Shortly after completing THE DROWNED AND THE SAVED, Primo Levi committed suicide. The matter of his death was sudden, violent and unpremiditated, and there were some who argue that he killed himself because he was tormented by guilt - guilt that he had survived the horrors of Auschwitz while others, better than he, had gone to the wall. THE DROWNED AND THE SAVED is Levi's impassioned attempt to understand the 'rationale' behind the concentration camps, was completed shortly before his tragic death in 1987. THE DROWNED AND THE SAVED dispels the myth that Primo Levi forgave the Germans for what they did to his people. He didn't and couldn't forgive. He refused, however, to indulge in what he called 'the bestial vice of hatred' which is an entirely different matter. The voice that sounds in his writing is that of a reasonable man...it warns and reminds us that the unimaginable can happen again. A would-be tyrant is waiting in the wings, with 'beautiful words' on his lips. The book is constantly impressing on us the need to learn from the past, to make sense of the senseless' PAUL BAILEY
This book, published months after Italian writer Primo Levi's suicide in 1987, is a small but powerful look at Auschwitz, the hell where Levi was imprisoned during World War II. The book was his third on the subject, following Survival in Auschwitz (1947) and The Reawakening (1963). Removed from the experience by time and age, Levi chose to serve more as an observer of the camp than the passionate young man of his previous work. He writes of "useless violence" inflicted by the guards on prisoners and then concludes the book with a discussion of the Germans who have written to him about their complicity in the event. In all, he tries to make sense of something that--as he knew--made no sense at all.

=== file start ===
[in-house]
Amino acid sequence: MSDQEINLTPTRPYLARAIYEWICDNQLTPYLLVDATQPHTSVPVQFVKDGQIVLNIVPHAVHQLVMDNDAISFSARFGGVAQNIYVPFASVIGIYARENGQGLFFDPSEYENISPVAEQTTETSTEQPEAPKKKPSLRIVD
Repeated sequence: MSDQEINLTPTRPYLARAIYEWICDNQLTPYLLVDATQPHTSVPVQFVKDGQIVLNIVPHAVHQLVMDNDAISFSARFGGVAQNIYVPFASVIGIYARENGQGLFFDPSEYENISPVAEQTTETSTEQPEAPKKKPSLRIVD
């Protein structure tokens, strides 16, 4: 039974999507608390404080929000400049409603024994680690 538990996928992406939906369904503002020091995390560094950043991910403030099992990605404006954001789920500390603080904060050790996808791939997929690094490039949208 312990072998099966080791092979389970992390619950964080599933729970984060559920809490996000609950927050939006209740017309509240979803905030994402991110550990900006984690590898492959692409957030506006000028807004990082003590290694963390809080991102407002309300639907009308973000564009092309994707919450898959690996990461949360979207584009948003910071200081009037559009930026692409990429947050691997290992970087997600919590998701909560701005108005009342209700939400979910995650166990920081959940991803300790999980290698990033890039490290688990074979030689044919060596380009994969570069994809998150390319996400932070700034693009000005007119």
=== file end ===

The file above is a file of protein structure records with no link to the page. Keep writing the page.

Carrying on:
Levi wrote of the moral collapse that occurred in Auschwitz and the fallibility of human memory that allows such atrocities to recur. Levi's last book published before his death in 1987.
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